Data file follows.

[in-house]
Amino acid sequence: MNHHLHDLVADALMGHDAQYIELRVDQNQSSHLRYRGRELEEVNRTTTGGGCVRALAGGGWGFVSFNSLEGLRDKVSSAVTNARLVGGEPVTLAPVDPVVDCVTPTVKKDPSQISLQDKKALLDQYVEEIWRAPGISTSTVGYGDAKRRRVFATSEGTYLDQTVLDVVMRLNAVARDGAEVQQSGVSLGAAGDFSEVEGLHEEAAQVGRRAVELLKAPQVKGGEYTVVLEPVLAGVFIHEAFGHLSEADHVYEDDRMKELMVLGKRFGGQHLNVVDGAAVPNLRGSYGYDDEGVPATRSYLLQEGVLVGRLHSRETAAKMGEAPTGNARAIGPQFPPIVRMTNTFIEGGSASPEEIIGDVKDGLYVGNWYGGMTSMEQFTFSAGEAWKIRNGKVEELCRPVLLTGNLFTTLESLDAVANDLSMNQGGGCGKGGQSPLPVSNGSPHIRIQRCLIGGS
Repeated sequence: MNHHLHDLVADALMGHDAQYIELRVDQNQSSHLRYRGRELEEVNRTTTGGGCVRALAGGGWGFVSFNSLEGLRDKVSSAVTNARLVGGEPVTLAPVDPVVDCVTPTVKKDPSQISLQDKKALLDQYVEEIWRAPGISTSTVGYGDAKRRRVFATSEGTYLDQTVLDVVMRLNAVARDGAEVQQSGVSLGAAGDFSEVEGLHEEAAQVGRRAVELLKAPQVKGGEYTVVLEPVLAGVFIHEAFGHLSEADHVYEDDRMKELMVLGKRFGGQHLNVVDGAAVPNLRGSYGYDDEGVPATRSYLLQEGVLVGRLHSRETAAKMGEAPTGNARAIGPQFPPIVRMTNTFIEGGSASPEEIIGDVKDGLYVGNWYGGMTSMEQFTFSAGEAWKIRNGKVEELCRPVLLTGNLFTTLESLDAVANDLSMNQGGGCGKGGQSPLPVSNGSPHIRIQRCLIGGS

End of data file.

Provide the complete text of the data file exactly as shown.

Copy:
[in-house]
Amino acid sequence: MNHHLHDLVADALMGHDAQYIELRVDQNQSSHLRYRGRELEEVNRTTTGGGCVRALAGGGWGFVSFNSLEGLRDKVSSAVTNARLVGGEPVTLAPVDPVVDCVTPTVKKDPSQISLQDKKALLDQYVEEIWRAPGISTSTVGYGDAKRRRVFATSEGTYLDQTVLDVVMRLNAVARDGAEVQQSGVSLGAAGDFSEVEGLHEEAAQVGRRAVELLKAPQVKGGEYTVVLEPVLAGVFIHEAFGHLSEADHVYEDDRMKELMVLGKRFGGQHLNVVDGAAVPNLRGSYGYDDEGVPATRSYLLQEGVLVGRLHSRETAAKMGEAPTGNARAIGPQFPPIVRMTNTFIEGGSASPEEIIGDVKDGLYVGNWYGGMTSMEQFTFSAGEAWKIRNGKVEELCRPVLLTGNLFTTLESLDAVANDLSMNQGGGCGKGGQSPLPVSNGSPHIRIQRCLIGGS
Repeated sequence: MNHHLHDLVADALMGHDAQYIELRVDQNQSSHLRYRGRELEEVNRTTTGGGCVRALAGGGWGFVSFNSLEGLRDKVSSAVTNARLVGGEPVTLAPVDPVVDCVTPTVKKDPSQISLQDKKALLDQYVEEIWRAPGISTSTVGYGDAKRRRVFATSEGTYLDQTVLDVVMRLNAVARDGAEVQQSGVSLGAAGDFSEVEGLHEEAAQVGRRAVELLKAPQVKGGEYTVVLEPVLAGVFIHEAFGHLSEADHVYEDDRMKELMVLGKRFGGQHLNVVDGAAVPNLRGSYGYDDEGVPATRSYLLQEGVLVGRLHSRETAAKMGEAPTGNARAIGPQFPPIVRMTNTFIEGGSASPEEIIGDVKDGLYVGNWYGGMTSMEQFTFSAGEAWKIRNGKVEELCRPVLLTGNLFTTLESLDAVANDLSMNQGGGCGKGGQSPLPVSNGSPHIRIQRCLIGGS